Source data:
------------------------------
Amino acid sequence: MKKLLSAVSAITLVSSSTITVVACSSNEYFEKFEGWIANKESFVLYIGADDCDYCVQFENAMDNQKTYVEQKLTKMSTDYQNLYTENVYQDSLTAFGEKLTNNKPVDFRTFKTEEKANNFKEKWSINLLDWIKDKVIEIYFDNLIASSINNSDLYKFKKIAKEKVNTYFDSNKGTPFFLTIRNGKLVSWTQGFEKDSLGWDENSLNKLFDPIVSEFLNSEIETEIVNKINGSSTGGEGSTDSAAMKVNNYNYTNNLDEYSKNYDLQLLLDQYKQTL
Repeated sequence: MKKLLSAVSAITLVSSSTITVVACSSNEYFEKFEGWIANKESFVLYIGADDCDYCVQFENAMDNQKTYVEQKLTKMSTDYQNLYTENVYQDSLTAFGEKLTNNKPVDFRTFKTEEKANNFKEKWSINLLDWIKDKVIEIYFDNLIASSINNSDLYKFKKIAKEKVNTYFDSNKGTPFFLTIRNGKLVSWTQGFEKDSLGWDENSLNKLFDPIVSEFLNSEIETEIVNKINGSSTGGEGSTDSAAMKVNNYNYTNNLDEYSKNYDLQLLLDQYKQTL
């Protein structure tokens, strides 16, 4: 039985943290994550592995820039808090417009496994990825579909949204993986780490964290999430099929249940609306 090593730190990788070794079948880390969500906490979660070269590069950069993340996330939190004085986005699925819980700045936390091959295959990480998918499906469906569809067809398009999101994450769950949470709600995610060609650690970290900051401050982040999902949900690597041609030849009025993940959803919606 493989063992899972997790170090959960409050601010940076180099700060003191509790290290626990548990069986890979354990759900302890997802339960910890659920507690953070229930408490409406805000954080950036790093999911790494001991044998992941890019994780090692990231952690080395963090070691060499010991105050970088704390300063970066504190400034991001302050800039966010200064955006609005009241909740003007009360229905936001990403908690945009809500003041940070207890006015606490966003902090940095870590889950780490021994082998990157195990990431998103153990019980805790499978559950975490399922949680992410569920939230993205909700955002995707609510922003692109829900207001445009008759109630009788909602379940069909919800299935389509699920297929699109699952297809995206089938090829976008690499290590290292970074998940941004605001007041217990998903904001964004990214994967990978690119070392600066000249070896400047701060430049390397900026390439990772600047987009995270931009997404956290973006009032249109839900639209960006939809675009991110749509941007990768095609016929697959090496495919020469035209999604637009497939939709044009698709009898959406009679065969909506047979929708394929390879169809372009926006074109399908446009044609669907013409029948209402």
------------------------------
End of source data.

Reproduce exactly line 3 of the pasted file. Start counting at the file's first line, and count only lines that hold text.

């Protein structure tokens, strides 16, 4: 039985943290994550592995820039808090417009496994990825579909949204993986780490964290999430099929249940609306 090593730190990788070794079948880390969500906490979660070269590069950069993340996330939190004085986005699925819980700045936390091959295959990480998918499906469906569809067809398009999101994450769950949470709600995610060609650690970290900051401050982040999902949900690597041609030849009025993940959803919606 493989063992899972997790170090959960409050601010940076180099700060003191509790290290626990548990069986890979354990759900302890997802339960910890659920507690953070229930408490409406805000954080950036790093999911790494001991044998992941890019994780090692990231952690080395963090070691060499010991105050970088704390300063970066504190400034991001302050800039966010200064955006609005009241909740003007009360229905936001990403908690945009809500003041940070207890006015606490966003902090940095870590889950780490021994082998990157195990990431998103153990019980805790499978559950975490399922949680992410569920939230993205909700955002995707609510922003692109829900207001445009008759109630009788909602379940069909919800299935389509699920297929699109699952297809995206089938090829976008690499290590290292970074998940941004605001007041217990998903904001964004990214994967990978690119070392600066000249070896400047701060430049390397900026390439990772600047987009995270931009997404956290973006009032249109839900639209960006939809675009991110749509941007990768095609016929697959090496495919020469035209999604637009497939939709044009698709009898959406009679065969909506047979929708394929390879169809372009926006074109399908446009044609669907013409029948209402």